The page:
Shows I got wrong the first time: CBS' The Good Wife, FX's Justified and NBC's Parenthood
Every so often, it must be noted, there are times when I get things wrong.
This thought arose while watching the amazing drama The Good Wife. When this CBS show debuted in September 2009, I wrote it off as a one-note joke, as a predictable cycle where star Juliana Margulies’ cheated-on wife Alicia Florrick is humiliated while learning her new job as a lawyer yet managing to win every case.
But this season’s stories have taken flight. Alicia Florrick seems to have forgiven her husband (tortured smoothie Chris Noth) just as viewers learn he also cheated with her best friend at her law firm, bisexual investigator Kalinda (Archie Panjabi).
Toss in Michael J. Fox as the crafty attorney who bought her firm’s biggest competitor, and you have about a dozens reasons why I missed the boat.
SPOILER ALERT -- Tonight, Alicia supposedly learns about her husband's affair with her best work friend.
That the Good Wife's writers can handle a plot twist so absurd and maudlin on its face, keeping the action compelling and plausible, qualifies them for an Emmy all by itself.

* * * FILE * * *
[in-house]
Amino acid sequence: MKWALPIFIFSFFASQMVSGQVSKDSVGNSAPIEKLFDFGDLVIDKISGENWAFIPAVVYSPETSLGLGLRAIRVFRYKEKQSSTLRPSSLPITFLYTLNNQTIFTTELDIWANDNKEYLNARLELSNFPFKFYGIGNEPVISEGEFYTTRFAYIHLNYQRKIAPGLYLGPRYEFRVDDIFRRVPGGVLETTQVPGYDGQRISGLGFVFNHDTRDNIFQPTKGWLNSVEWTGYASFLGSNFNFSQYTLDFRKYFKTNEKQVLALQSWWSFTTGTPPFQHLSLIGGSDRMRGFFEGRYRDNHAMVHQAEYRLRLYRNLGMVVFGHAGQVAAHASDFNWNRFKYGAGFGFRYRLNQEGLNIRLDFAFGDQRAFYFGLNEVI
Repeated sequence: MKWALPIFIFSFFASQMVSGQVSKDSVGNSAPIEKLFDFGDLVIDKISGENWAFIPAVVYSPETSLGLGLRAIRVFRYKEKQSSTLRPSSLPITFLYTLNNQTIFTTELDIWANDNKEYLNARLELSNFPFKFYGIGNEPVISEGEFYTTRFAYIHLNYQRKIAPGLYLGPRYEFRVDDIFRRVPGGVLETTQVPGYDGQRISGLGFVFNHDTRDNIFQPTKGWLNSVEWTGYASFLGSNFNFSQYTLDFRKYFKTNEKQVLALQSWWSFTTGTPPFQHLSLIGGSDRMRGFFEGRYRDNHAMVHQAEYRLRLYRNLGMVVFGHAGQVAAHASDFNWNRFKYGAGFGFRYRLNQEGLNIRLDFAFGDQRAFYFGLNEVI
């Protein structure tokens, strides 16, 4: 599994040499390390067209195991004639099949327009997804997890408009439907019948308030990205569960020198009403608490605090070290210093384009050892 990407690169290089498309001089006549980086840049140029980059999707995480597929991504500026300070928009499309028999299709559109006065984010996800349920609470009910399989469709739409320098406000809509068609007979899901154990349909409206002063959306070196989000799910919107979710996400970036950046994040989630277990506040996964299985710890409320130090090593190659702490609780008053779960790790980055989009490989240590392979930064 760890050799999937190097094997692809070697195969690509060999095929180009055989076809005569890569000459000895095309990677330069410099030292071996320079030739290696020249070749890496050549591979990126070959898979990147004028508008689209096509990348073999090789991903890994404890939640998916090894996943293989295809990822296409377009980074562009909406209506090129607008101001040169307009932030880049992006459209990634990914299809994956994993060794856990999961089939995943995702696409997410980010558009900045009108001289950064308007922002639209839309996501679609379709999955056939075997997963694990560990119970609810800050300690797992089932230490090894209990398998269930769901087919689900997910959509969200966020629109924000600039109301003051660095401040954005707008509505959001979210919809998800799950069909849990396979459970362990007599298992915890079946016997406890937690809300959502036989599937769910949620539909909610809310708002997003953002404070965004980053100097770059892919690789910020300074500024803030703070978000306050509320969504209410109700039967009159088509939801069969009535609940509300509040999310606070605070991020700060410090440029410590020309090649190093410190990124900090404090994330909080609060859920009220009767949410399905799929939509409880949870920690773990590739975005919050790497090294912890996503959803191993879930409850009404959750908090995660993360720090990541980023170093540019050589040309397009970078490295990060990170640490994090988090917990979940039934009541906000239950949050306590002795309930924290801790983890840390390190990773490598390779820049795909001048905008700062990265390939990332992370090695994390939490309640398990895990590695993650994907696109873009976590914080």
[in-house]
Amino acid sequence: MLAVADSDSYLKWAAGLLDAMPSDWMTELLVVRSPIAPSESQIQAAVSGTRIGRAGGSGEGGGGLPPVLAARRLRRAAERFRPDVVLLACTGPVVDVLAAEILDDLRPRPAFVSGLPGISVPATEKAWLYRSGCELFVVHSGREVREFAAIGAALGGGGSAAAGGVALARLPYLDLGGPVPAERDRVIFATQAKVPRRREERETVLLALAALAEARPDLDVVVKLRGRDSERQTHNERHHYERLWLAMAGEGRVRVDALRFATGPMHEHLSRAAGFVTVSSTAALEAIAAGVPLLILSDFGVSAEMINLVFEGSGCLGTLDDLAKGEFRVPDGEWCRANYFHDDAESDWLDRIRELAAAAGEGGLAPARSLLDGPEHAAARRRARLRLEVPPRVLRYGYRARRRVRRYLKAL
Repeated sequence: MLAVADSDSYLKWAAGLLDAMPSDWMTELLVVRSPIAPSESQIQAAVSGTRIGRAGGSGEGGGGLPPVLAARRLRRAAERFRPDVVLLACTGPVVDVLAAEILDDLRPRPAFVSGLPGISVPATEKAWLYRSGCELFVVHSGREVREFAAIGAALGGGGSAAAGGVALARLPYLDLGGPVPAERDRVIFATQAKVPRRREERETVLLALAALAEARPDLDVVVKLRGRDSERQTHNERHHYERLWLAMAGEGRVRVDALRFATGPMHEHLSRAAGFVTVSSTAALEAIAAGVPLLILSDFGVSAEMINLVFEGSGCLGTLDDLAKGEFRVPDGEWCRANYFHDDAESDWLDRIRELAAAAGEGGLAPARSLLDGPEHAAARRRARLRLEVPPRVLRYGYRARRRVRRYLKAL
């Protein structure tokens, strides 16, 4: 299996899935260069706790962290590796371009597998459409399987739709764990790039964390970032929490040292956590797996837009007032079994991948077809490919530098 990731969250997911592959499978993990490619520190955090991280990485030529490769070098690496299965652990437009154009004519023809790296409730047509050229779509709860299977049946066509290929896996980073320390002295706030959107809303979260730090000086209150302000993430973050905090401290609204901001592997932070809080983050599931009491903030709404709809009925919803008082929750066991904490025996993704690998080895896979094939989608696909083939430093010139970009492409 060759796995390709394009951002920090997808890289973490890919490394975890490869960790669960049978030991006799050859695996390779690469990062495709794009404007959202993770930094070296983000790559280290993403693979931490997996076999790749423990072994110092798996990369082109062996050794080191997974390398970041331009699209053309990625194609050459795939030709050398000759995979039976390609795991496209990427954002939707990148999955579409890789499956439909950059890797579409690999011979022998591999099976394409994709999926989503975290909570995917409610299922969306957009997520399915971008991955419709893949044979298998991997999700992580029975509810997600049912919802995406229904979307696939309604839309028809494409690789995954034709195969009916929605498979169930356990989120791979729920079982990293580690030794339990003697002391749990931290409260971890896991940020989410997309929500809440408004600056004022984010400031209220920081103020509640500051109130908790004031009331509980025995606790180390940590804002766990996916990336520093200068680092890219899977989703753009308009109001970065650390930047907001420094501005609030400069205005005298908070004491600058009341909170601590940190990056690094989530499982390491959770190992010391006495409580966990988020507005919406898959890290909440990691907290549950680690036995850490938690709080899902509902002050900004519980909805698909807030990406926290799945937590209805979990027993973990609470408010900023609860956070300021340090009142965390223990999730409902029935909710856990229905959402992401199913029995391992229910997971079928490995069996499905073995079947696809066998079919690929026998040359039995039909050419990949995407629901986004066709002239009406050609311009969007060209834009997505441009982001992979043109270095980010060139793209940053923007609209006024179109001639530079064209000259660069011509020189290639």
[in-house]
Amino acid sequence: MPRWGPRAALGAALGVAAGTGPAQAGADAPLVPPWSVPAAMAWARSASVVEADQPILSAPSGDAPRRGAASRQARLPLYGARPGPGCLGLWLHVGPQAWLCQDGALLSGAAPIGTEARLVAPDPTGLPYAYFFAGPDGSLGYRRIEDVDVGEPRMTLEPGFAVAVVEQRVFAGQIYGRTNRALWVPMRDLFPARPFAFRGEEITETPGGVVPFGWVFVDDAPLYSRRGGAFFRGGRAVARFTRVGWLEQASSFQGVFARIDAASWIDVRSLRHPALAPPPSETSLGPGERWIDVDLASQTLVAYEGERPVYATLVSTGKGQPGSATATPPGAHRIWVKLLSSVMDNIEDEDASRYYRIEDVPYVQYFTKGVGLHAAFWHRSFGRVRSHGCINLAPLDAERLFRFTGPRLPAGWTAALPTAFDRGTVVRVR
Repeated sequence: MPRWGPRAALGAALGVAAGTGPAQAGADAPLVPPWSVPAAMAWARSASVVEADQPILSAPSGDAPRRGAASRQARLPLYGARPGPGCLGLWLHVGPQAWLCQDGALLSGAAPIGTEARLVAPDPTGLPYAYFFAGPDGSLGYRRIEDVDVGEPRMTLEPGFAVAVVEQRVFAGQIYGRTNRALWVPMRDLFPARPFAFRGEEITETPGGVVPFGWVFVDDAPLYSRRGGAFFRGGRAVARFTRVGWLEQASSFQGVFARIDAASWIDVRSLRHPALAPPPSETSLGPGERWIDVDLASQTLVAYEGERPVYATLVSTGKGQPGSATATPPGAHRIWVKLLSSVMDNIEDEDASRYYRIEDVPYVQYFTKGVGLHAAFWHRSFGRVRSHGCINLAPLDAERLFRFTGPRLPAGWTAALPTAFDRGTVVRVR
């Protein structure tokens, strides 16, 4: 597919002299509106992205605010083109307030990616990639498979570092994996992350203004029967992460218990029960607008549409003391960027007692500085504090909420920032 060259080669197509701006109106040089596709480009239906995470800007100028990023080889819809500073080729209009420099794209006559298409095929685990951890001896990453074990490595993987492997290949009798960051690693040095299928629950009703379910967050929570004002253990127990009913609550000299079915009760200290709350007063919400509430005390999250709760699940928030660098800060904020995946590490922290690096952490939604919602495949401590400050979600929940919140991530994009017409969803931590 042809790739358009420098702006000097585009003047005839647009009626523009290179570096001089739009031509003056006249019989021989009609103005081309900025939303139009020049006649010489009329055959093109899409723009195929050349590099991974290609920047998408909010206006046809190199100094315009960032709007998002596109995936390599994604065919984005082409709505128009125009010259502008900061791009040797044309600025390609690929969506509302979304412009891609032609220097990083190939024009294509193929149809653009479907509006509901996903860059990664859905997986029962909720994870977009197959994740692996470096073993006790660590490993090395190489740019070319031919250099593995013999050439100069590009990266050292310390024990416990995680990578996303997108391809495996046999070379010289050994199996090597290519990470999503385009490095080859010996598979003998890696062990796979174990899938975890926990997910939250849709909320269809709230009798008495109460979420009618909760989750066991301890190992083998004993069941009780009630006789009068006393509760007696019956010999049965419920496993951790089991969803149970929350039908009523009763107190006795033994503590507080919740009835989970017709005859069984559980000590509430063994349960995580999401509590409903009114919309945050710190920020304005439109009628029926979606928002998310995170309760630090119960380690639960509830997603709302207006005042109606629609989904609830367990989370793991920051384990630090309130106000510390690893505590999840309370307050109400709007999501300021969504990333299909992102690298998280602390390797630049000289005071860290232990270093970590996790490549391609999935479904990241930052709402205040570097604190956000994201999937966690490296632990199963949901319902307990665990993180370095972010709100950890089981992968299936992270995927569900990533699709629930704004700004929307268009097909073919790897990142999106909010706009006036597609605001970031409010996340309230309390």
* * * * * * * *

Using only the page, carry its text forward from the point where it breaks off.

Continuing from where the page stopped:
Check it out below:
More shows I’d do over if given the chance:
FX’s Justified (10 p.m. Wednesdays): Last year, this was a game try at a backwoods police drama that sidestepped some stereotypes about rural folks. This year, it’s a masterful, sometimes absurd, always compelling look at a bunch of singular characters bounding off each other in Harlan County, Ky. Timothy Olyphant’s kick-butt U.S. Marshal Raylan Givens is the chief draw; an old-school wild west sheriff stuck in modern times. But The Shield alum Walton Goggins is also amazing as onetime criminal Boyd Crowder -- once trying to live on the straight and narrow, now maneuvering for a return to the lawless life.
NBC’s Parenthood (10 p.m. Tuesdays): What originally felt like a pale shadow of a 20-year-old film has become its own vibrant take on modern family, led by Peter Krause’s earnest yet sometimes over-emotional Adam Braverman. From exploring the bitter moments in raising an autistic child to showing an engaged couple struggling to get past one partner’s infidelity, this series has become a layered showcase for stories that feel ripped right from real life.